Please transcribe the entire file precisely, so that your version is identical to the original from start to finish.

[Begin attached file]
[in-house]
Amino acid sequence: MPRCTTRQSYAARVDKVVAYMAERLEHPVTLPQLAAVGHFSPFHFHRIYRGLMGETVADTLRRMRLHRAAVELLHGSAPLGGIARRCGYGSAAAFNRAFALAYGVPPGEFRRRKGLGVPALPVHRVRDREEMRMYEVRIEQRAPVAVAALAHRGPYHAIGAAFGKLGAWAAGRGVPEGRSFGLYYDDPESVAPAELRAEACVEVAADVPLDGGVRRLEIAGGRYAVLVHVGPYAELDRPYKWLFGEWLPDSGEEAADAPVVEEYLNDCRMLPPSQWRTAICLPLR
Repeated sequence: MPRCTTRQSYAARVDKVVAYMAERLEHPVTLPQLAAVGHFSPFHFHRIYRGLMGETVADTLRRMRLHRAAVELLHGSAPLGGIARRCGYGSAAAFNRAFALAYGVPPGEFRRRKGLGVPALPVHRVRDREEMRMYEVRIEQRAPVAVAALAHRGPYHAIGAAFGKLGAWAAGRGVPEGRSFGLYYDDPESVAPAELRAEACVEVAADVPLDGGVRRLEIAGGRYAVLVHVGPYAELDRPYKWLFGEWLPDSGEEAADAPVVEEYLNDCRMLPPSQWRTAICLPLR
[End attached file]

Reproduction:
[in-house]
Amino acid sequence: MPRCTTRQSYAARVDKVVAYMAERLEHPVTLPQLAAVGHFSPFHFHRIYRGLMGETVADTLRRMRLHRAAVELLHGSAPLGGIARRCGYGSAAAFNRAFALAYGVPPGEFRRRKGLGVPALPVHRVRDREEMRMYEVRIEQRAPVAVAALAHRGPYHAIGAAFGKLGAWAAGRGVPEGRSFGLYYDDPESVAPAELRAEACVEVAADVPLDGGVRRLEIAGGRYAVLVHVGPYAELDRPYKWLFGEWLPDSGEEAADAPVVEEYLNDCRMLPPSQWRTAICLPLR
Repeated sequence: MPRCTTRQSYAARVDKVVAYMAERLEHPVTLPQLAAVGHFSPFHFHRIYRGLMGETVADTLRRMRLHRAAVELLHGSAPLGGIARRCGYGSAAAFNRAFALAYGVPPGEFRRRKGLGVPALPVHRVRDREEMRMYEVRIEQRAPVAVAALAHRGPYHAIGAAFGKLGAWAAGRGVPEGRSFGLYYDDPESVAPAELRAEACVEVAADVPLDGGVRRLEIAGGRYAVLVHVGPYAELDRPYKWLFGEWLPDSGEEAADAPVVEEYLNDCRMLPPSQWRTAICLPLR